My children hate the answer, “maybe.” They assume that “no” is not far behind. Lately, the word maybe has become my best glimmer of hope.
Last month, we were surprised by news that our neighborhood was being redistricted and our children would be moved to a different elementary school. Above all the worry and anger, the echoing sound of “maybe” played over and over in my head.
I’ve stumbled across the following story several times in the last year. It has been attributed to both Zen Buddhism and Taoism, but it’s lesson is universal.
The Maybe Parable
Once upon the time there was an old farmer who had worked his crops for many years. One day his horse ran away. Upon hearing the news, his neighbors came to visit. “Such bad luck,” they said sympathetically.
“Maybe,” the farmer replied.
The next morning the horse returned, bringing with it three other wild horses. “How wonderful,” the neighbors exclaimed.
“Maybe,” replied the old man.
The following day, his son tried to ride one of the untamed horses, was thrown, and broke his leg. The neighbors again came to offer their sympathy on his misfortune.
“Maybe,” answered the farmer.
The day after, military officials came to the village to draft young men into the army. Seeing that the son’s leg was broken, they passed him by. The neighbors congratulated the farmer on how well things had turned out.
“Maybe,” said the farmer.
Three Cups of Perspective
While perusing a bookstore with my husband (a rare event for us these days), Three Cups of Tea by Greg Mortenson practically jumped off the shelf. In the dusty recesses of my mind, I’m sure I had heard of this book. I couldn’t resist the cover image of three young Pakistani girls reading. If you’ve never read this, please give it a look.
The timing of this book entering my life more than four years after it was published was providential. The annoying issue of redistricting melted into trivia. My girls have incredible schools and absolute freedom to attend. I even talked with my eight-year-old daughter about the children in the world who don’t have schools. She seemed to relax about the prospect of change.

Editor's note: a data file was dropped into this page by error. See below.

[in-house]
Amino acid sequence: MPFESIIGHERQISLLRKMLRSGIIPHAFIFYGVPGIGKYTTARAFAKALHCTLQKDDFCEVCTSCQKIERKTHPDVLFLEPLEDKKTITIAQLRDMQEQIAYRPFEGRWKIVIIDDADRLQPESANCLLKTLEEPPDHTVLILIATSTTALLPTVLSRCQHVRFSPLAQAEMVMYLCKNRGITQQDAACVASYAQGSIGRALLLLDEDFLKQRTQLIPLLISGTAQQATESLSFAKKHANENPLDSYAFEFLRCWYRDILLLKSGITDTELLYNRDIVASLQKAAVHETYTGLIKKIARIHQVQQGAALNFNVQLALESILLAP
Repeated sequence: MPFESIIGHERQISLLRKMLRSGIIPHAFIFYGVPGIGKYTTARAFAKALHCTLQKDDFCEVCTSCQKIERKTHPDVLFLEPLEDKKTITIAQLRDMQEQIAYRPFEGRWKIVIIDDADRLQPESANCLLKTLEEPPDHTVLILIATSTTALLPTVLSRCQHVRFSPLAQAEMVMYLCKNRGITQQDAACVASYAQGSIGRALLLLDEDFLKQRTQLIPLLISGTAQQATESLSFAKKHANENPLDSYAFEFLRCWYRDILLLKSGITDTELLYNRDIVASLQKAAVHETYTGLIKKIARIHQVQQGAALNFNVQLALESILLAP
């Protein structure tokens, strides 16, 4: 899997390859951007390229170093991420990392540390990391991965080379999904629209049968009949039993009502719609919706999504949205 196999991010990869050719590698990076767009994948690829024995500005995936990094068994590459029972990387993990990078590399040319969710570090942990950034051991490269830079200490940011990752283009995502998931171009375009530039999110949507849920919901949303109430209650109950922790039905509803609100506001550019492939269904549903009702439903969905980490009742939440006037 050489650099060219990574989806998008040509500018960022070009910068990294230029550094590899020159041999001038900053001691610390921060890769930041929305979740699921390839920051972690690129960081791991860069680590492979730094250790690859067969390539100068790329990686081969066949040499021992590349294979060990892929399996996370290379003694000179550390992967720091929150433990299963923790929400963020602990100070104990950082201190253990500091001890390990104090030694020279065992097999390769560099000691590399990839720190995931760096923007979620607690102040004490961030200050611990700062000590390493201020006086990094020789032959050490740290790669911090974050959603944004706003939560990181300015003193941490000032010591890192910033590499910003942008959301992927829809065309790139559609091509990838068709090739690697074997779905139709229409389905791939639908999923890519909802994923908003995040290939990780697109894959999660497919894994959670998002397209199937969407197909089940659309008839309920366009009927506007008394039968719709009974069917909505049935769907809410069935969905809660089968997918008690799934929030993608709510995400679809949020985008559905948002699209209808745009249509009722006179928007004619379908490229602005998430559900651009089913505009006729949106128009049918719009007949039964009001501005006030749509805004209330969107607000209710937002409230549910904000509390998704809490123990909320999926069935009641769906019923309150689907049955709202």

Maybe a new school isn’t such a bad idea after all. Maybe it will all work out for the best. Indeed, a few weeks after learning of the proposal, it was suddenly revoked. We are staying at the same school. Even if we had been moved, we were all prepared for a new adventure.
Just in Case I Wasn’t Paying Attention
Two weeks ago, I received a crushing blow to my already struggling retail business. After signing a contract with a major buyer and postponing my fourth quarter sales and marketing plans, I’ve learned that the buyer is trying to back out of the contract. Without these sales and no time to implement other sales plans, my year-end outlook is at a six-year low.
Maybe giving up on this opportunity will open new doors. Maybe it’s not quite over yet. Now that I’ve had two weeks to process the situation and to get over my initial anger, I’ve offered the matter up to God. And I am at peace with whatever the answer may be.
Mom Dare: Practice the power of maybe. Just as an enormous blessing often carries with it new burdens of responsibility, bad news can sometimes lead to a greater place of power and peace. When you feel the stress of resolving a problem, remember that sometimes a problem is really a blessing in disguise.
Grace and Peace.